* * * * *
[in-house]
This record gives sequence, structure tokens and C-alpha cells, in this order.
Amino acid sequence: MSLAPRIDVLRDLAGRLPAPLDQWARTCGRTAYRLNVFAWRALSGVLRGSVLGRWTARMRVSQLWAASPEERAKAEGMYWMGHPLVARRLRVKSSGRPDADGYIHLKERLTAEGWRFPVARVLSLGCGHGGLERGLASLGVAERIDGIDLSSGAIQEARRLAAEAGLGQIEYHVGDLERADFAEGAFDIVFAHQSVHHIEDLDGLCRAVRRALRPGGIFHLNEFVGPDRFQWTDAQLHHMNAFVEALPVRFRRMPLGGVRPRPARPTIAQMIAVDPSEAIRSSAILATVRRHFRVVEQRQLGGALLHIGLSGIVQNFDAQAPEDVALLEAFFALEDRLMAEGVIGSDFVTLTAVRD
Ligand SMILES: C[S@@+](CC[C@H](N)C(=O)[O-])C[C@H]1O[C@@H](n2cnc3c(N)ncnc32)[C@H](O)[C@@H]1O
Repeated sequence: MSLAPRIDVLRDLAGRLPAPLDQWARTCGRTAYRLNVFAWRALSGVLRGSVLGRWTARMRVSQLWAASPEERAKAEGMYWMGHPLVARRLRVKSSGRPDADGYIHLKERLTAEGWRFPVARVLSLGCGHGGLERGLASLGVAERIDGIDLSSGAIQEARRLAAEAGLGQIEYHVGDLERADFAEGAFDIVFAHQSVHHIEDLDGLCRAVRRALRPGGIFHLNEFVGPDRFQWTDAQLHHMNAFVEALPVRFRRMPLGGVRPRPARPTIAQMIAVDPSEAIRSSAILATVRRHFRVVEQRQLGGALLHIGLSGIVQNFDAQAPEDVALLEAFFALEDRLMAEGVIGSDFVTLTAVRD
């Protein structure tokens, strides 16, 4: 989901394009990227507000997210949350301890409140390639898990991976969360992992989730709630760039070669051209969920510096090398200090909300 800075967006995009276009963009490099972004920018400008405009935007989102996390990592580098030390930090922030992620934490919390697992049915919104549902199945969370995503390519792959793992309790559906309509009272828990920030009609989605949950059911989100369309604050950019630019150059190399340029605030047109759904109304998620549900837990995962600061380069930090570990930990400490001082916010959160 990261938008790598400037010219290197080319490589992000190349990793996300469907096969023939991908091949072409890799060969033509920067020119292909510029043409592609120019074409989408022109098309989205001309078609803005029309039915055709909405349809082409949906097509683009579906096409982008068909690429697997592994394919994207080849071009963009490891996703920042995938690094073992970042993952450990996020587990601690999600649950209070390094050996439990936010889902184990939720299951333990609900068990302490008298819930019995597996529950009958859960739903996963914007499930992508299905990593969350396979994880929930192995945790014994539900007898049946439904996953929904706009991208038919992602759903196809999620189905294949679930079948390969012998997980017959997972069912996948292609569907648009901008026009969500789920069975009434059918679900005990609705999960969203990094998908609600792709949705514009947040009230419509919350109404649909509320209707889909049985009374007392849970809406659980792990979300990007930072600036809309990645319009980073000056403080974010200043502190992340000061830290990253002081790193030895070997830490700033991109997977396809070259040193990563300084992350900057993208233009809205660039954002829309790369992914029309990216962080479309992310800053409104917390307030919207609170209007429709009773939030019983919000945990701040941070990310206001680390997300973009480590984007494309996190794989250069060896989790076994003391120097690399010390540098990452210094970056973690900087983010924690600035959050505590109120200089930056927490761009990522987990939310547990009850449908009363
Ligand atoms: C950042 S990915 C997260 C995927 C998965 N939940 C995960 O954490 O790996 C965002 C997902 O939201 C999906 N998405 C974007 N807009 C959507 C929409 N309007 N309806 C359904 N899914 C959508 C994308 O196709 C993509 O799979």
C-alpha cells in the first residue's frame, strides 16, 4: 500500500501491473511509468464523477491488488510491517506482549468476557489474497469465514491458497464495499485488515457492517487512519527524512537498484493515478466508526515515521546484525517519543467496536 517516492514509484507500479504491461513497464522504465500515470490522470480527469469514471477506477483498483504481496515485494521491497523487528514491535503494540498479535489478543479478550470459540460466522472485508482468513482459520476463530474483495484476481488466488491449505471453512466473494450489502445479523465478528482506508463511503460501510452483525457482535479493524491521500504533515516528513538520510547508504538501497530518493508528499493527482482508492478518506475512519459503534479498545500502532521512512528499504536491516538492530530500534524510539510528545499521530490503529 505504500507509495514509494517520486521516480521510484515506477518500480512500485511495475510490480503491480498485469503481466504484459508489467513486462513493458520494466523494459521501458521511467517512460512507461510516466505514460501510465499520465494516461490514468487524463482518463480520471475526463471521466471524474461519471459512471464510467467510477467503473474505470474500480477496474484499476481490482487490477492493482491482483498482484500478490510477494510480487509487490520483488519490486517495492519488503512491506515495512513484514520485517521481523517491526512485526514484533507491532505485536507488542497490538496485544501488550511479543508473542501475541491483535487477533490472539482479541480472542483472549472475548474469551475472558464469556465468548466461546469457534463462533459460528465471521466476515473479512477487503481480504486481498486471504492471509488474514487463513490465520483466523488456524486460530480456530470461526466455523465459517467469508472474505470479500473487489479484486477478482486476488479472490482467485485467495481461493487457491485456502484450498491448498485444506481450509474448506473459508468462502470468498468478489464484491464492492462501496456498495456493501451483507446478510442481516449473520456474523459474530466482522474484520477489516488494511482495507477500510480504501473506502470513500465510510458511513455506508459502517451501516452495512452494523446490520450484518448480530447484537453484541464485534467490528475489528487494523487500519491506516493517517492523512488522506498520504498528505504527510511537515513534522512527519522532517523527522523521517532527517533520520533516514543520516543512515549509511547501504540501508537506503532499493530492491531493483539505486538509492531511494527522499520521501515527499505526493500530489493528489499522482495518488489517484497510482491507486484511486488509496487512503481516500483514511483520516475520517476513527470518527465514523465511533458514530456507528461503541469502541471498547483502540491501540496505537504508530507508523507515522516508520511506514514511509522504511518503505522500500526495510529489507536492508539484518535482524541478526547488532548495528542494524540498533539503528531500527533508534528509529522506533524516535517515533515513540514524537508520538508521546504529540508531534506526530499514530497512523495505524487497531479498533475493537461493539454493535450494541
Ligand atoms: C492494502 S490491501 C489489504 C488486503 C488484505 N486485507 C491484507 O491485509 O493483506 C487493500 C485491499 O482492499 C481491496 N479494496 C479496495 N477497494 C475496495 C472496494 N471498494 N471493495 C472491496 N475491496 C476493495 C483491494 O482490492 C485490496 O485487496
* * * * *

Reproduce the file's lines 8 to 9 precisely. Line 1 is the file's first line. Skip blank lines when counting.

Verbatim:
C-alpha cells in the first residue's frame, strides 16, 4: 500500500501491473511509468464523477491488488510491517506482549468476557489474497469465514491458497464495499485488515457492517487512519527524512537498484493515478466508526515515521546484525517519543467496536 517516492514509484507500479504491461513497464522504465500515470490522470480527469469514471477506477483498483504481496515485494521491497523487528514491535503494540498479535489478543479478550470459540460466522472485508482468513482459520476463530474483495484476481488466488491449505471453512466473494450489502445479523465478528482506508463511503460501510452483525457482535479493524491521500504533515516528513538520510547508504538501497530518493508528499493527482482508492478518506475512519459503534479498545500502532521512512528499504536491516538492530530500534524510539510528545499521530490503529 505504500507509495514509494517520486521516480521510484515506477518500480512500485511495475510490480503491480498485469503481466504484459508489467513486462513493458520494466523494459521501458521511467517512460512507461510516466505514460501510465499520465494516461490514468487524463482518463480520471475526463471521466471524474461519471459512471464510467467510477467503473474505470474500480477496474484499476481490482487490477492493482491482483498482484500478490510477494510480487509487490520483488519490486517495492519488503512491506515495512513484514520485517521481523517491526512485526514484533507491532505485536507488542497490538496485544501488550511479543508473542501475541491483535487477533490472539482479541480472542483472549472475548474469551475472558464469556465468548466461546469457534463462533459460528465471521466476515473479512477487503481480504486481498486471504492471509488474514487463513490465520483466523488456524486460530480456530470461526466455523465459517467469508472474505470479500473487489479484486477478482486476488479472490482467485485467495481461493487457491485456502484450498491448498485444506481450509474448506473459508468462502470468498468478489464484491464492492462501496456498495456493501451483507446478510442481516449473520456474523459474530466482522474484520477489516488494511482495507477500510480504501473506502470513500465510510458511513455506508459502517451501516452495512452494523446490520450484518448480530447484537453484541464485534467490528475489528487494523487500519491506516493517517492523512488522506498520504498528505504527510511537515513534522512527519522532517523527522523521517532527517533520520533516514543520516543512515549509511547501504540501508537506503532499493530492491531493483539505486538509492531511494527522499520521501515527499505526493500530489493528489499522482495518488489517484497510482491507486484511486488509496487512503481516500483514511483520516475520517476513527470518527465514523465511533458514530456507528461503541469502541471498547483502540491501540496505537504508530507508523507515522516508520511506514514511509522504511518503505522500500526495510529489507536492508539484518535482524541478526547488532548495528542494524540498533539503528531500527533508534528509529522506533524516535517515533515513540514524537508520538508521546504529540508531534506526530499514530497512523495505524487497531479498533475493537461493539454493535450494541
Ligand atoms: C492494502 S490491501 C489489504 C488486503 C488484505 N486485507 C491484507 O491485509 O493483506 C487493500 C485491499 O482492499 C481491496 N479494496 C479496495 N477497494 C475496495 C472496494 N471498494 N471493495 C472491496 N475491496 C476493495 C483491494 O482490492 C485490496 O485487496